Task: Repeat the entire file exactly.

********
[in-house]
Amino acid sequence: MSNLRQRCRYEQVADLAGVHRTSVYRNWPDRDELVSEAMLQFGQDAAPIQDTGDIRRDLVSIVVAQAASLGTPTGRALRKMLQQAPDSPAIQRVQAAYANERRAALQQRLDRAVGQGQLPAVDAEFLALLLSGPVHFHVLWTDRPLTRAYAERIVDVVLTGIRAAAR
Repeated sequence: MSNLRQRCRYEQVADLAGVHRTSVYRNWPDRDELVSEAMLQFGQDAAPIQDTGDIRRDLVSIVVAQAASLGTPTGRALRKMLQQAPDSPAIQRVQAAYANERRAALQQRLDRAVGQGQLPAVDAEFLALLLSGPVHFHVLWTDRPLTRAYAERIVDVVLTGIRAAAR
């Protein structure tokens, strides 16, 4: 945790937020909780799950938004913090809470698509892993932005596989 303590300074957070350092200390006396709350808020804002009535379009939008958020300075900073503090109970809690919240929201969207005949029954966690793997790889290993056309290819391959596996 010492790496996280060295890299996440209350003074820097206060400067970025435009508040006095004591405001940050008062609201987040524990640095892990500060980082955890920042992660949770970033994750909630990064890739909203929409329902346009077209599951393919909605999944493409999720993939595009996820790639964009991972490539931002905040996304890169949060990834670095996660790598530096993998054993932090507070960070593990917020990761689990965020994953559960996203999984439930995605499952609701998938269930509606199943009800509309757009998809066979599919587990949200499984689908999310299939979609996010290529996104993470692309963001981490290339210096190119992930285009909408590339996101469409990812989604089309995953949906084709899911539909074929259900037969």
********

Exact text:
[in-house]
Amino acid sequence: MSNLRQRCRYEQVADLAGVHRTSVYRNWPDRDELVSEAMLQFGQDAAPIQDTGDIRRDLVSIVVAQAASLGTPTGRALRKMLQQAPDSPAIQRVQAAYANERRAALQQRLDRAVGQGQLPAVDAEFLALLLSGPVHFHVLWTDRPLTRAYAERIVDVVLTGIRAAAR
Repeated sequence: MSNLRQRCRYEQVADLAGVHRTSVYRNWPDRDELVSEAMLQFGQDAAPIQDTGDIRRDLVSIVVAQAASLGTPTGRALRKMLQQAPDSPAIQRVQAAYANERRAALQQRLDRAVGQGQLPAVDAEFLALLLSGPVHFHVLWTDRPLTRAYAERIVDVVLTGIRAAAR
């Protein structure tokens, strides 16, 4: 945790937020909780799950938004913090809470698509892993932005596989 303590300074957070350092200390006396709350808020804002009535379009939008958020300075900073503090109970809690919240929201969207005949029954966690793997790889290993056309290819391959596996 010492790496996280060295890299996440209350003074820097206060400067970025435009508040006095004591405001940050008062609201987040524990640095892990500060980082955890920042992660949770970033994750909630990064890739909203929409329902346009077209599951393919909605999944493409999720993939595009996820790639964009991972490539931002905040996304890169949060990834670095996660790598530096993998054993932090507070960070593990917020990761689990965020994953559960996203999984439930995605499952609701998938269930509606199943009800509309757009998809066979599919587990949200499984689908999310299939979609996010290529996104993470692309963001981490290339210096190119992930285009909408590339996101469409990812989604089309995953949906084709899911539909074929259900037969």